By Marco Torres
By Olivia Flores Alvarez
By Jef With One F
By Jef With One F
By Brittanie Shey
By Jef With One F
By Jef With One F
There is a moment about halfway through the first act of Peer Gynt, the Houston Ballet's current production, that is quite likely more emotionally affecting than anything else presently being seen on a stage in Houston. It comes when a peasant girl named Solveig (danced on opening night by Janie Parker) is running through a forest in search of her lover, Peer Gynt, who has just left her behind in order to travel the world and search for adventure. Peer, at this moment, seems long gone; Solveig, at this moment, suddenly comes to a realization of that fact. She rises on her toes and at the same time, and in apparent contradiction, appears to collapse completely, her head down, her shoulders turned inward, her soul shrunken into a tiny knot of despair. She is, at that instant, the very essence of romantic loss, and it is hard to imagine anyone watching her and not feeling a slight tear across the fabric of his or her own heart.
On opening night, part of that impact was due to the talent of Parker, who aside from being a marvelous dancer may be the best mime actress this town has ever seen or is ever likely to see. But a Sunday performance in which the part of Solveig was danced by Tiekka Schofield was only slightly less moving. In part, that points to Schofield's own admirable talent. But it also means that the emotion is more than just a product of the performers; it's there to be found in the story of the ballet itself.
That's not always the case. For modern audiences, one of the problems with traditional story ballet can be that the story and the ballet are too separate. In a Nutcracker or a Sleeping Beauty or even a Swan Lake, the narrative is too often little more than a setup for a formal performance: the dancers mill about on-stage smiling at each other until a king or queen or prince or princess comes out, sits on a throne, and asks the assembled throng to step aside and let the dancers do their variations, one by one and two by two.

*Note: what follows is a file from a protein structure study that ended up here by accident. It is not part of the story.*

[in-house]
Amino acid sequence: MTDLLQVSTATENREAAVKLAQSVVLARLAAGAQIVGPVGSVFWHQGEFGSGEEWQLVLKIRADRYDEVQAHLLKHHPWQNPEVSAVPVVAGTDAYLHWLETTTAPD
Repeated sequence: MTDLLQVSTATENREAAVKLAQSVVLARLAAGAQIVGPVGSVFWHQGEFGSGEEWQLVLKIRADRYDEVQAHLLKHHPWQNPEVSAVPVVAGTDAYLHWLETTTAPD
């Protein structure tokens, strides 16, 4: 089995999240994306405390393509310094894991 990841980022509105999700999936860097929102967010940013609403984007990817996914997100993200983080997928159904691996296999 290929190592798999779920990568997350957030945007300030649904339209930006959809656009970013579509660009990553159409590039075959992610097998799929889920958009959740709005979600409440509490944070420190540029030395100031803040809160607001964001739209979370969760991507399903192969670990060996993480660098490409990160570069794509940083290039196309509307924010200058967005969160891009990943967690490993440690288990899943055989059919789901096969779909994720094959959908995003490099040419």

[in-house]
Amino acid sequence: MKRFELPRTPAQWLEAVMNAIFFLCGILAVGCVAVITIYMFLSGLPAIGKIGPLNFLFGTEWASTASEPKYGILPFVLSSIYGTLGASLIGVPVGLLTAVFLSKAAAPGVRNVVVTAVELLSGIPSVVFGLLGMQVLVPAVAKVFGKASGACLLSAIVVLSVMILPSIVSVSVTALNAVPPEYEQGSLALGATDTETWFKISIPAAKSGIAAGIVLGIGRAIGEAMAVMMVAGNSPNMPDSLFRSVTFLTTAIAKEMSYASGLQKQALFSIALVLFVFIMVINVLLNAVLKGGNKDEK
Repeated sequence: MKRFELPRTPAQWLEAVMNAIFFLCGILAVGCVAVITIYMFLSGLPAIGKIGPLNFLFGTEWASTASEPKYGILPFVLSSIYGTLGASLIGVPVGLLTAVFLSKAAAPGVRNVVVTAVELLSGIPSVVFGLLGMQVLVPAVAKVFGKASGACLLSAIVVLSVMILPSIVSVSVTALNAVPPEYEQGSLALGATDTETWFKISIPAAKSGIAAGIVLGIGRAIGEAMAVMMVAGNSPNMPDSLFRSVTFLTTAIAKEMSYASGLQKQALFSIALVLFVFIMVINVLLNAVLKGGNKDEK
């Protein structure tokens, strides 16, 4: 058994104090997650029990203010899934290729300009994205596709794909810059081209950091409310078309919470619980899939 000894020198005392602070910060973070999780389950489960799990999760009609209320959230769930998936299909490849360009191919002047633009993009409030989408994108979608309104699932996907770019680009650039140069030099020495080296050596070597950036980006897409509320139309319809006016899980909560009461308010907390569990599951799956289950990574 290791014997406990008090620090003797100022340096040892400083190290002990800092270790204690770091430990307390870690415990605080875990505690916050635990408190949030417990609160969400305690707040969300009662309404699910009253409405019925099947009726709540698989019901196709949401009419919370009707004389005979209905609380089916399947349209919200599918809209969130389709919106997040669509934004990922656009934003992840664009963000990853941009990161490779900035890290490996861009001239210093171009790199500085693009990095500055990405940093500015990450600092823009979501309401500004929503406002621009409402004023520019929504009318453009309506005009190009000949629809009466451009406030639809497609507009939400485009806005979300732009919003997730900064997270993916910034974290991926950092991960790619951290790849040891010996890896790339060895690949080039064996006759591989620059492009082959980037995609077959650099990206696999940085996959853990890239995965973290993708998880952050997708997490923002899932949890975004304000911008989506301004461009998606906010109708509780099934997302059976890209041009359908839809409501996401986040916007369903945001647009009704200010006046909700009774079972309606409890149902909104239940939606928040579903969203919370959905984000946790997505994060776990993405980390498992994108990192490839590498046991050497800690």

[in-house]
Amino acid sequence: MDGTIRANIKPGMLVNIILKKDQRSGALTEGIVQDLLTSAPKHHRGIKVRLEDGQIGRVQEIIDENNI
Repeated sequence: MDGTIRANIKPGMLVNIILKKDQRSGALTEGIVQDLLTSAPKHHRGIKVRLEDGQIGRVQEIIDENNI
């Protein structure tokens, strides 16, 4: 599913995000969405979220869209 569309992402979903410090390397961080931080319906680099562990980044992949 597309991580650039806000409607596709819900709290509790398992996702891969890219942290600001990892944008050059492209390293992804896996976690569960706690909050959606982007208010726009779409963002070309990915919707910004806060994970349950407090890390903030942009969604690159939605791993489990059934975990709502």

That can result in marvelous dance, of course, but as an emotionally affecting creation it has its problems. There are exceptions in the classical repertoire -- Giselle, in particular, stands out -- but for the most part story ballet revels in its own anachronistic nature. It's not a nature, though, that the Houston Bal-let's artistic director, Ben Stevenson, has ever seemed particularly happy with. Stev-enson, who's probably better than any other major American ballet artistic director in finding the theatrical elements inherent in dance, has worked hard to make sure that his dancers can act as well as they perform their steps. But while his staging has helped bring life to the non-dance segments of such ballets as this season's Cinderella, it still runs up against the wall of classical story ballet structure.
That's what makes Peer Gynt (the first half, at least) such a wonder. In this instance, Stevenson was not limited by having to follow a form set in an earlier century. He choreographed Peer Gynt in the early 1980s, and when it premiered at least one critic suggested that it pointed a new direction for modern story ballets. It's easy to see why. The first act of Peer Gynt runs almost an hour, and it's gripping from start to finish. Beginning at a small Norwegian farm during the 1820s, it follows the adventures of the title character as he becomes dissatisfied with his rural life, disrupts a wedding by running off with the bride, abandons the bride when he realizes his true love is the peasant girl Solveig, and wanders into the lair of a troll king and almost marries his daughter. From there, Peer escapes deeper into the woods, where he builds a small cabin, hooks up with Solveig, and seems settled, until he learns his mother is dying, which draws him back to her farm and, from there, launches him again into a world of adventure and travel while Solveig patiently waits for him.
As story ballets go, Peer Gynt is unusually detailed and complicated. But where it's outstanding is in the way that the dance and the story advance each other. Though there are distinct set pieces -- including when Peer is introduced and a wedding scene in which a trio of male dancers perform for an appreciative crowd -- the dance never seems distinct from the story. When Peer is dancing, he's not just performing athletic feats the ballet audience is supposed to appreciate, he's creating his character. That, in fact, is the case with most of the choreography. The dance is so firmly intertwined with what the characters on-stage are doing and feeling that at times one almost forgets just how intricate the steps being performed actually are. You don't notice the fine footwork; what you notice is how that footwork makes you feel.
And when the male dancers step out at the wedding, the rest of the cast doesn't fade into the wings; the marriage celebration simply (and reasonably) proceeds on around the trio. Indeed, it's during this bravura bit that Peer, off in a corner, is talking the bride into coming away with him.